“Xiaomi plans to release its in-house Rifle-dubbed mobile APUs at a company event, which has been set to take place May,” an official at Xiaomi’s component partner said, Monday.
Xiaomi is hosting a phone launch event on May 10, where it will unveil the Max, its next phablet. If it also uses the event to announce its own custom processor, it can’t be overstated how big an impact this will have on Qualcomm’s Snapdragon grip on the market.
Among the current global top 5 vendors, Samsung, Lenovo and Xiaomi all offer Snapdragon-powered phones. Huawei and Apple, of course, use their own custom silicon chips (almost) exclusively.
Huawei is the world’s fastest growing smartphone manufacturer, and although it uses a Snapdragon processor in the Nexus 6P plus a couple of budget phones and MediaTek chips in others, it mostly uses its own Kirin chips. The latest P-series flagship phones all use the latest high-end Huawei Kirin processor.
Samsung does sell Snapdragon-equipped phones and had a hand in developing the SD820, but it uses its own Exynos processors in many of its devices and has slowly been reducing its reliance on Qualcomm, particularly for its flagship phones. The S7 (for instance) is only available with a Qualcomm processor in the US, China and Japan. Everywhere else has the superior Exynos 8890 octa-core SoC (System on a Chip). Likewise, LG, currently in #6, is allegedly planning on making its own processors in the near future too.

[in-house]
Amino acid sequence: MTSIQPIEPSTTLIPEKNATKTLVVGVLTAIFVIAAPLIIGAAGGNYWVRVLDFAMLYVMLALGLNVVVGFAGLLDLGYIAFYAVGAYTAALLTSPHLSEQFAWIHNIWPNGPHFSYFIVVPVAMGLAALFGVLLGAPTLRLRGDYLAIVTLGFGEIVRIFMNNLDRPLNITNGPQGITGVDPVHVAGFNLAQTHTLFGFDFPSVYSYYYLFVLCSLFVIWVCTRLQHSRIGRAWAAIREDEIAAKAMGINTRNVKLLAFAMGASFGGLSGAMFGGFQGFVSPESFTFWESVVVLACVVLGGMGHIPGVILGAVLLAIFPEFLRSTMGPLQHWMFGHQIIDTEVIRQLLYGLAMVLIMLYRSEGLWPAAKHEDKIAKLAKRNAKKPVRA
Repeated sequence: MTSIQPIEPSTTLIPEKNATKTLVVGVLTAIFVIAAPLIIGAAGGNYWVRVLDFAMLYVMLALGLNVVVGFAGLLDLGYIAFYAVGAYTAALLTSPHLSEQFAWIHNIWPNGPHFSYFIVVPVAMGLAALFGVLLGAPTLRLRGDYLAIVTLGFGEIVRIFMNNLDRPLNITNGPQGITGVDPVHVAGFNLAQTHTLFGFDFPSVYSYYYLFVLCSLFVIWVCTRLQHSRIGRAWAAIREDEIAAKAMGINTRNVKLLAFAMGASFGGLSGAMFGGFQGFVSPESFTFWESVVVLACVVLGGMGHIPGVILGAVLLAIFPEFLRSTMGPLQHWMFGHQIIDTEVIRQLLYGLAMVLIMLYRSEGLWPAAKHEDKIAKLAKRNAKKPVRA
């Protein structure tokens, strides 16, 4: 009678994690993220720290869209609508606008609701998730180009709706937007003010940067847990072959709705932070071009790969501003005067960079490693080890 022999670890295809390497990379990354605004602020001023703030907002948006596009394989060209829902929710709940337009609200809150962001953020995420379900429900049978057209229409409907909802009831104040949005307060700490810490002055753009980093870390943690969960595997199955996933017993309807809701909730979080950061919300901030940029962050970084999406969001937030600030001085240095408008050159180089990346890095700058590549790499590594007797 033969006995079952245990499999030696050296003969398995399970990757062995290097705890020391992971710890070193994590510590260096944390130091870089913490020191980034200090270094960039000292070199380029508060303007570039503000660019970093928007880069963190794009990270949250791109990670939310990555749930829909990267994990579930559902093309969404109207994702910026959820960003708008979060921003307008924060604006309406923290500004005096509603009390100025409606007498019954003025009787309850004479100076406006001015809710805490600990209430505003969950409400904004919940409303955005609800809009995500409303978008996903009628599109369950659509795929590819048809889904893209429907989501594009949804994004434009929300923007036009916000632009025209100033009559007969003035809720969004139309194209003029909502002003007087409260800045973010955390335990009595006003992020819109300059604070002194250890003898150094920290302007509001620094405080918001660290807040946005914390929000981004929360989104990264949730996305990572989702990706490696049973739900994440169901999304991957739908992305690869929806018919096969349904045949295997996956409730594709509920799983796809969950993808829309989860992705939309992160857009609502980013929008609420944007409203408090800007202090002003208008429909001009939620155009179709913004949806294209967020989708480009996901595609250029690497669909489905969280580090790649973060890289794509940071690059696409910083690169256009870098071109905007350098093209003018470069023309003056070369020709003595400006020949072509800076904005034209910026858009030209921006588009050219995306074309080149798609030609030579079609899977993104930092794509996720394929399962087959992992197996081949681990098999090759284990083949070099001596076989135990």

Lenovo, of course, has the Motorola-branded phones which all feature a Snapdragon processor of some kind. Lenovo’s own-brand phones use Snapdragon chips, but not exclusively. Some are powered by MediaTek’s cheaper Helio-branded processors.
If Xiaomi ditches Qualcomm and goes it alone, that leaves Samsung and Lenovo as the only major Snapdragon customers among the top vendors. Even then, neither of those is exclusively using Snapdragon chips.
In short, virtually all manufacturers are weighing up royalty costs (which they pay Qualcomm) versus developing and building their own chips, and they’re all opting to build their own. This suggests that Qualcomm charges too much and needs to reduce its royalties if it wants to remain the top-selling processor vendor long-term.